“Aaliyah’s our Duracell Bunny. … Her battery just never dies, man,” point guard Julie Vanloo told reporters on May 21. “She brings so much energy on that floor and both ends of the floor. She’s so fearless.”

That effort has kept the Mystics in some games this season. The flip side of the coin, though, is that Edwards has also been prone to fouls. She is averaging 5.8 fouls per 40 minutes, sixth-most among players who have played at least 80 minutes this season. 

Edwards has also been inconsistent as a finisher early in her Mystics career — a common weakness for rookies as they adjust to the speed of the WNBA. She has made just 48% of her layups as a pro compared with 68% as a college senior, according to Synergy. Her efficiency on layups, measured by points per shot, ranks in the 30th percentile in the WNBA, compared with the 96th percentile of the NCAA last season. She is also shooting just 47% from the free-throw line, well below the 74% she shot from there in college.

“She’s a little undersized, so she’s just trying to figure out how to finish at the rim around length — when she can take her time, when she needs to go a little quicker,” Eric Thibault said after Edwards shot just 1-for-6 against the Phoenix Mercury on May 23. “… [She’s] trying to figure out how to use her strength and her footwork to get cleaner looks. That’s something that can develop with time.”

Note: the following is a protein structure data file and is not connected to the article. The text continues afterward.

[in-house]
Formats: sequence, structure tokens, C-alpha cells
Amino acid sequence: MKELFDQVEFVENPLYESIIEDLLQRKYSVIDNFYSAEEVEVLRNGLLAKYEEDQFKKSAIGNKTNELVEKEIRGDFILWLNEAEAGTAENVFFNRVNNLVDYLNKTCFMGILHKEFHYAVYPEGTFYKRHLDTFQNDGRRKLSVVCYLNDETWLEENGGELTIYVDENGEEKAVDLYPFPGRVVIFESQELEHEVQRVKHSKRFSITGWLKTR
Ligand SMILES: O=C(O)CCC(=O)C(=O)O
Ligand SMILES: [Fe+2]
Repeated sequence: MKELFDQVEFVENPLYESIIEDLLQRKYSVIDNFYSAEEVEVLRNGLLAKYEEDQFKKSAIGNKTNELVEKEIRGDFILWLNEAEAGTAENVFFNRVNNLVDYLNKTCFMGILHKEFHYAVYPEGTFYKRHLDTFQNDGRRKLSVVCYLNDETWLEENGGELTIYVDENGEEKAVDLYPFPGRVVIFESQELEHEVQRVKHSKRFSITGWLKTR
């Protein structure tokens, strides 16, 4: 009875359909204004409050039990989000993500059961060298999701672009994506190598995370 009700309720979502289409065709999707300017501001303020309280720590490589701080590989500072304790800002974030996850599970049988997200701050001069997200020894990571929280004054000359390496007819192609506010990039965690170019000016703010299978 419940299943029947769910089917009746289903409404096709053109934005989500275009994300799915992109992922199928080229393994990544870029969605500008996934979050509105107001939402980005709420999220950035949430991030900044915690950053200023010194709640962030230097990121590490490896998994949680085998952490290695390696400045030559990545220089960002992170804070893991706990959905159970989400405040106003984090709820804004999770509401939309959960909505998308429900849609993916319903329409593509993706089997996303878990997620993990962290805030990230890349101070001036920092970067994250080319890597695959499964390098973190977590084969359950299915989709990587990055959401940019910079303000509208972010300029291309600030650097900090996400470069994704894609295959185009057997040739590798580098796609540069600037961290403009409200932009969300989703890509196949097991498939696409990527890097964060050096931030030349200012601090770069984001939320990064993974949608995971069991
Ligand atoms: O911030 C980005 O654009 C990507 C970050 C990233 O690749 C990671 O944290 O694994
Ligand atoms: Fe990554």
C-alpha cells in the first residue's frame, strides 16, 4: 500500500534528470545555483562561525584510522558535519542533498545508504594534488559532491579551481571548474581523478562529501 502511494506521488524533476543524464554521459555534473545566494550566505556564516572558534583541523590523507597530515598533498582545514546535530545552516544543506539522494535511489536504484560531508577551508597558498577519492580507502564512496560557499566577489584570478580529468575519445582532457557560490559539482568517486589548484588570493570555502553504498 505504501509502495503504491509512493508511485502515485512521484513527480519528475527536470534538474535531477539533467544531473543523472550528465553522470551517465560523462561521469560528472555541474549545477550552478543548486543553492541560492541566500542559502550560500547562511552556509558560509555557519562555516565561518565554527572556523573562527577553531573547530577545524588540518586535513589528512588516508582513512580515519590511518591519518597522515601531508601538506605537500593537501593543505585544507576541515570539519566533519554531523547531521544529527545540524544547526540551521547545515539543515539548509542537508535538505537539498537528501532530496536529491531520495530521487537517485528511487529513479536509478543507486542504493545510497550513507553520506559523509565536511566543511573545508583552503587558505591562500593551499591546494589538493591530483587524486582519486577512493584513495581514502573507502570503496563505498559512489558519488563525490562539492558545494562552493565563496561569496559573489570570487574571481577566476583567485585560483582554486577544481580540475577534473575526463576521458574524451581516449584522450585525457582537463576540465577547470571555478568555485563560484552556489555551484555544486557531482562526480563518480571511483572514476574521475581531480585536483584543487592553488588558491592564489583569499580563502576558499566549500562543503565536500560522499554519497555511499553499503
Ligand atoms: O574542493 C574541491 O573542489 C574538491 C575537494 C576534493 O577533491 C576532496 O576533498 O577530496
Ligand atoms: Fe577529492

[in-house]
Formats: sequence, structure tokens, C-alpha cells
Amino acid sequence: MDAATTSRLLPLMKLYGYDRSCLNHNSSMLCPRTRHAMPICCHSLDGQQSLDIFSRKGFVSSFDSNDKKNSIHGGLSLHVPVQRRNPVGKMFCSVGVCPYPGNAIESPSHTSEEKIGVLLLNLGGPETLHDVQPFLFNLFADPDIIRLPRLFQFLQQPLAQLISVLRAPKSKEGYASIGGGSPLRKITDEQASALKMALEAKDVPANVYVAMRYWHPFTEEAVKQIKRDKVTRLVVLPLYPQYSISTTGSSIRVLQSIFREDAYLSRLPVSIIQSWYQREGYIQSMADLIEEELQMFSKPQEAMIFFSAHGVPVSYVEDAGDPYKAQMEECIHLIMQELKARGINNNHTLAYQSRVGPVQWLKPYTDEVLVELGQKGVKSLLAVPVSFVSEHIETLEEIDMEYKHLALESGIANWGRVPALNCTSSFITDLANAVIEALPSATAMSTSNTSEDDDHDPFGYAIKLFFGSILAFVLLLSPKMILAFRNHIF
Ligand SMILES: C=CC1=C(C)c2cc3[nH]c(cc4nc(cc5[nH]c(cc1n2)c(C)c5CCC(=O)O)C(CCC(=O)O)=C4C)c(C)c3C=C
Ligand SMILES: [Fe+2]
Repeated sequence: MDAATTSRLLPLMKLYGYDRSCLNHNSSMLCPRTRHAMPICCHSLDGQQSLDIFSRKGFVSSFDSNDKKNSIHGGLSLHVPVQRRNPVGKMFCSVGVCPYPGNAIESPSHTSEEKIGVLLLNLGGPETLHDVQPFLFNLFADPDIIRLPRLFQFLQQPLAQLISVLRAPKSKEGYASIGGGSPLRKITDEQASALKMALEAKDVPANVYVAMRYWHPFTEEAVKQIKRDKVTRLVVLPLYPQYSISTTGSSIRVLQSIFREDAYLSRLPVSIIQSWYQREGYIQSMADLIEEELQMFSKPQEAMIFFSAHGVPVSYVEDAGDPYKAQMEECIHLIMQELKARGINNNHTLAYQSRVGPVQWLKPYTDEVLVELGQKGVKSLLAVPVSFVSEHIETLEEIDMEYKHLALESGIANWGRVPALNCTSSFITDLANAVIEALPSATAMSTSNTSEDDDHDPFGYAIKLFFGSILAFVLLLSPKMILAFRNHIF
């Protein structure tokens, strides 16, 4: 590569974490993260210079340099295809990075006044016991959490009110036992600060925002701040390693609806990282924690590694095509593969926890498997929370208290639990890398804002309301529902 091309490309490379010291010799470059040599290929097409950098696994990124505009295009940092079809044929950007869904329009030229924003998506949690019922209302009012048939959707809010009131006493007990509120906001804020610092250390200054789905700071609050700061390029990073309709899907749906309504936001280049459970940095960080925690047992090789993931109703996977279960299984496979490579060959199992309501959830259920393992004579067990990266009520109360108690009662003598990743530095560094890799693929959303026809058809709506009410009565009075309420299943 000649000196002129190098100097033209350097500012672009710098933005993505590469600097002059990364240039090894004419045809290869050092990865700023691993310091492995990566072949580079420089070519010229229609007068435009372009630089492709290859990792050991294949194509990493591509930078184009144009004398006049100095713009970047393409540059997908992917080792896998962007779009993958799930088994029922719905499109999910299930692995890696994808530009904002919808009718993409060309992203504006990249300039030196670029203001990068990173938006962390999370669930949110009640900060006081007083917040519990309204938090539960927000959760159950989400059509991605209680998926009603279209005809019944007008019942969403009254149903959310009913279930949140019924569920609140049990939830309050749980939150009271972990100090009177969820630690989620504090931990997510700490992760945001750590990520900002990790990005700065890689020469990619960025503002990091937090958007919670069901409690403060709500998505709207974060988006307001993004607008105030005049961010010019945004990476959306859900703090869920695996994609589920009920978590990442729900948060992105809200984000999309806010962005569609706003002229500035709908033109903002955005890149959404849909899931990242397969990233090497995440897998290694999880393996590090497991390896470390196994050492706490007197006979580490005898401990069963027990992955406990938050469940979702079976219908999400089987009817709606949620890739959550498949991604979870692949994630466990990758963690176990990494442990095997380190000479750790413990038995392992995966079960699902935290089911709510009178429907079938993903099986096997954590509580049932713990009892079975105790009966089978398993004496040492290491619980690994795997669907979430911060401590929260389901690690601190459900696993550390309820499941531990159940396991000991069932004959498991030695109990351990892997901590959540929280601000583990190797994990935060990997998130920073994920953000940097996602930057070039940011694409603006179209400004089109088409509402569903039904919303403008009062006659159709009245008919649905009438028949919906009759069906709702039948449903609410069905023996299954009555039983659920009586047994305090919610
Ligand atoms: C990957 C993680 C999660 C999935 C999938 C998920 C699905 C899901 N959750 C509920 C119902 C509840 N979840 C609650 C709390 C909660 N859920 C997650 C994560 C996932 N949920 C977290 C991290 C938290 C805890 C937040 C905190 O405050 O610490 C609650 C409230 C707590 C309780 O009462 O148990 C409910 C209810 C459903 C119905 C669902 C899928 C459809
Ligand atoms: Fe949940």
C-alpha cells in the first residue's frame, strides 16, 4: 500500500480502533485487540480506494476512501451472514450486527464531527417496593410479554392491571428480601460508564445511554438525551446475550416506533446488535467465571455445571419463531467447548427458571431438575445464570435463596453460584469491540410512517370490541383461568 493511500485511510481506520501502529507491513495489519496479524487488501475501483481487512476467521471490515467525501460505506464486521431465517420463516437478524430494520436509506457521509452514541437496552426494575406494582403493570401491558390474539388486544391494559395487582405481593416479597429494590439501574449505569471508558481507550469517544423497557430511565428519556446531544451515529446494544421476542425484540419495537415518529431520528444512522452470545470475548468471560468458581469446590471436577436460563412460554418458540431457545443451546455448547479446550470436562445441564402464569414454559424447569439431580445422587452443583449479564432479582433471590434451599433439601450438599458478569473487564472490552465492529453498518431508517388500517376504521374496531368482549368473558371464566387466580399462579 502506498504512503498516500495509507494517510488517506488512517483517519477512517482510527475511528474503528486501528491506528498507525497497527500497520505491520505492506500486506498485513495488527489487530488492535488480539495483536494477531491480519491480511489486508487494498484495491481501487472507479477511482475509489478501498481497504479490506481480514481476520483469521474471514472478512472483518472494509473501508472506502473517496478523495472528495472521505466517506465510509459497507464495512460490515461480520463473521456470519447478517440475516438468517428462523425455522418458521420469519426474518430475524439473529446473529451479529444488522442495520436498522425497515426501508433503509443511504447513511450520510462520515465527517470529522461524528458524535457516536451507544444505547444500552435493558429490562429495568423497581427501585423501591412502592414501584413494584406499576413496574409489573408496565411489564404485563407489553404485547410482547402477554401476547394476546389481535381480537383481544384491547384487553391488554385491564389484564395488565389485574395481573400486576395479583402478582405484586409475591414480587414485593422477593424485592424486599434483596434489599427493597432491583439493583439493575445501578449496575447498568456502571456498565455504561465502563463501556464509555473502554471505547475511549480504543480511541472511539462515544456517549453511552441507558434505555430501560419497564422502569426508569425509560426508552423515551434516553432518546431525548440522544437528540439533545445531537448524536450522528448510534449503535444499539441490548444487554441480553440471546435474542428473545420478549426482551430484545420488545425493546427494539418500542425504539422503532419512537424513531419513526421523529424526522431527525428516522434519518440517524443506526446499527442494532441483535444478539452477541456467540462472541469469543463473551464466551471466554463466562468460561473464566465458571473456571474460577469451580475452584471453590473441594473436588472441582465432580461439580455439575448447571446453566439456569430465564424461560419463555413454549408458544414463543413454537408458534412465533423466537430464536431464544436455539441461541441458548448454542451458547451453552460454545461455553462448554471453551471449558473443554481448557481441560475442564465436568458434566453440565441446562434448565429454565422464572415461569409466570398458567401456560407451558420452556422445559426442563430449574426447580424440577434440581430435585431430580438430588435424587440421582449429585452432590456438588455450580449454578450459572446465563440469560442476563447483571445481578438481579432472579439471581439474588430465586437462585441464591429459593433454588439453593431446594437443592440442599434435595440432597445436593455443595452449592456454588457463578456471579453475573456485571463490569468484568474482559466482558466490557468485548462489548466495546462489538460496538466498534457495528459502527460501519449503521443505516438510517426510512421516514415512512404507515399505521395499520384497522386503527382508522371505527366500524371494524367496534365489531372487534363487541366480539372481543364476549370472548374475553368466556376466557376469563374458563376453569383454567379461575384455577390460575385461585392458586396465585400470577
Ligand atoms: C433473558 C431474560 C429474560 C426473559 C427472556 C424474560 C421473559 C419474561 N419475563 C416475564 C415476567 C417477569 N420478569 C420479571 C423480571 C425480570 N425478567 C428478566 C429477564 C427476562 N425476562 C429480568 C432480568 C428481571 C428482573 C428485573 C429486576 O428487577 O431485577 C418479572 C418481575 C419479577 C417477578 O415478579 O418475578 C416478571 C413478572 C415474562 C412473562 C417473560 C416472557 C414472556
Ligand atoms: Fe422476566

Most of Edwards’ offensive struggles have come in the first quarter as she adjusts to new opponents and different coverages. In first quarters, she is shooting just 30% from the field, compared with 54% thereafter.

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Those weaknesses are all areas that will likely improve simply with more experience — and if that happens, it’ll be tough to keep Edwards off the floor. She has already been on the court in the final minutes of four of the past five games, and it’s possible she could become a consistent starter at some point this season.

“Aaliyah’s an example for every young player that comes in the league [with] just how she is in the locker room [and] on the court,” said Julie Vanloo, who is also a rookie but, at age 31, is 10 years older than Edwards. “It’s 100% — like, top. She’s great.”

Wing Karlie Samuelson calls Vanloo the “veteran rookie,” based on her years of overseas and national team experience before coming to the WNBA. And perhaps Edwards should be the “rookie veteran,” the young player who is so composed and professional that it seems like she’s been around much longer.

The Next’s Natalie Heavren contributed reporting for this story.

Written by Jenn Hatfield

Jenn Hatfield has been a contributor to The Next since December 2018 and is currently the site's managing editor, Washington Mystics beat reporter and Ivy League beat reporter. Her work has also appeared at FiveThirtyEight, Her Hoop Stats, FanSided, Power Plays and Princeton Alumni Weekly.